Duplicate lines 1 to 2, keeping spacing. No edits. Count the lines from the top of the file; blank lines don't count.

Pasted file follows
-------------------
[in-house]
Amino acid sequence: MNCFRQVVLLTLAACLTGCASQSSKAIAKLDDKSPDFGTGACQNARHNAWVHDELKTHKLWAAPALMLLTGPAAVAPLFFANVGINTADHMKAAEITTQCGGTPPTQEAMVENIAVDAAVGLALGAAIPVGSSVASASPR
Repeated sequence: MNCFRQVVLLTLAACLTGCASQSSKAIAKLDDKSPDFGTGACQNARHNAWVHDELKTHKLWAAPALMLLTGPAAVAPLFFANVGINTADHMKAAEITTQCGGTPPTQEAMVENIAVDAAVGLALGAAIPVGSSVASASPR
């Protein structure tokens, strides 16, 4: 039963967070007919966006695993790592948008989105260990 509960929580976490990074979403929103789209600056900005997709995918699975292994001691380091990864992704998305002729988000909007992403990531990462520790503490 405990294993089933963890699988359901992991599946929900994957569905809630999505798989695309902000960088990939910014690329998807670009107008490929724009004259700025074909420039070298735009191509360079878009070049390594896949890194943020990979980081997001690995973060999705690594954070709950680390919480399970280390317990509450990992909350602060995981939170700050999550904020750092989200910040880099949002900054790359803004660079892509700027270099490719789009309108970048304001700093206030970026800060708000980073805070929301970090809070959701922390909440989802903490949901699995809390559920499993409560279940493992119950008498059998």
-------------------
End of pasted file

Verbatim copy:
[in-house]
Amino acid sequence: MNCFRQVVLLTLAACLTGCASQSSKAIAKLDDKSPDFGTGACQNARHNAWVHDELKTHKLWAAPALMLLTGPAAVAPLFFANVGINTADHMKAAEITTQCGGTPPTQEAMVENIAVDAAVGLALGAAIPVGSSVASASPR